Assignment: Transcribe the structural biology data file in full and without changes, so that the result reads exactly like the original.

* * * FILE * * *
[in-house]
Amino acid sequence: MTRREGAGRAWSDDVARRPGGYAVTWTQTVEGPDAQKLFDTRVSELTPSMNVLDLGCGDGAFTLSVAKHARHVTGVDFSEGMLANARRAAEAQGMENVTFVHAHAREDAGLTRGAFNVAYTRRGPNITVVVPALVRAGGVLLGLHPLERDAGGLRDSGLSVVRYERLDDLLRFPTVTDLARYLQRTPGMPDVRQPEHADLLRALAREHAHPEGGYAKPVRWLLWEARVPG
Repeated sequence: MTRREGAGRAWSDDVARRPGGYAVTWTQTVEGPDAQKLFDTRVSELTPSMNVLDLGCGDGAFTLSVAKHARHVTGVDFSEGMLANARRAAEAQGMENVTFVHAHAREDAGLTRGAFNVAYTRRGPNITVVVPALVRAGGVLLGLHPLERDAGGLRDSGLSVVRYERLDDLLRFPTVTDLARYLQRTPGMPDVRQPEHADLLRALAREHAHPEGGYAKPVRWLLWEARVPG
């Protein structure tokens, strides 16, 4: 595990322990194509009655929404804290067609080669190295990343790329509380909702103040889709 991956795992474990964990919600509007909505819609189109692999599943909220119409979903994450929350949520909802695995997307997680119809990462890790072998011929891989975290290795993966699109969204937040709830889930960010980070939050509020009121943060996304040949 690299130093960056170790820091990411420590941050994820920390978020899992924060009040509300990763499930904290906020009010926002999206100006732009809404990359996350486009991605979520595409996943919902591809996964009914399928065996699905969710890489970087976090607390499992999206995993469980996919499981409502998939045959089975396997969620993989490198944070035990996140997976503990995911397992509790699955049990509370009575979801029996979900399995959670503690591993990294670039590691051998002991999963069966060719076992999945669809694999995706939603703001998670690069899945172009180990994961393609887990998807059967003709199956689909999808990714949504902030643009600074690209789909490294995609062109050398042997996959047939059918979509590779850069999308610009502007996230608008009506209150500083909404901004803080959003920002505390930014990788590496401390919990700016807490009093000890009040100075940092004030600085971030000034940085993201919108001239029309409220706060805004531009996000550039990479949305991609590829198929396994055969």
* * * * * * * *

[in-house]
Amino acid sequence: MTRREGAGRAWSDDVARRPGGYAVTWTQTVEGPDAQKLFDTRVSELTPSMNVLDLGCGDGAFTLSVAKHARHVTGVDFSEGMLANARRAAEAQGMENVTFVHAHAREDAGLTRGAFNVAYTRRGPNITVVVPALVRAGGVLLGLHPLERDAGGLRDSGLSVVRYERLDDLLRFPTVTDLARYLQRTPGMPDVRQPEHADLLRALAREHAHPEGGYAKPVRWLLWEARVPG
Repeated sequence: MTRREGAGRAWSDDVARRPGGYAVTWTQTVEGPDAQKLFDTRVSELTPSMNVLDLGCGDGAFTLSVAKHARHVTGVDFSEGMLANARRAAEAQGMENVTFVHAHAREDAGLTRGAFNVAYTRRGPNITVVVPALVRAGGVLLGLHPLERDAGGLRDSGLSVVRYERLDDLLRFPTVTDLARYLQRTPGMPDVRQPEHADLLRALAREHAHPEGGYAKPVRWLLWEARVPG
């Protein structure tokens, strides 16, 4: 595990322990194509009655929404804290067609080669190295990343790329509380909702103040889709 991956795992474990964990919600509007909505819609189109692999599943909220119409979903994450929350949520909802695995997307997680119809990462890790072998011929891989975290290795993966699109969204937040709830889930960010980070939050509020009121943060996304040949 690299130093960056170790820091990411420590941050994820920390978020899992924060009040509300990763499930904290906020009010926002999206100006732009809404990359996350486009991605979520595409996943919902591809996964009914399928065996699905969710890489970087976090607390499992999206995993469980996919499981409502998939045959089975396997969620993989490198944070035990996140997976503990995911397992509790699955049990509370009575979801029996979900399995959670503690591993990294670039590691051998002991999963069966060719076992999945669809694999995706939603703001998670690069899945172009180990994961393609887990998807059967003709199956689909999808990714949504902030643009600074690209789909490294995609062109050398042997996959047939059918979509590779850069999308610009502007996230608008009506209150500083909404901004803080959003920002505390930014990788590496401390919990700016807490009093000890009040100075940092004030600085971030000034940085993201919108001239029309409220706060805004531009996000550039990479949305991609590829198929396994055969």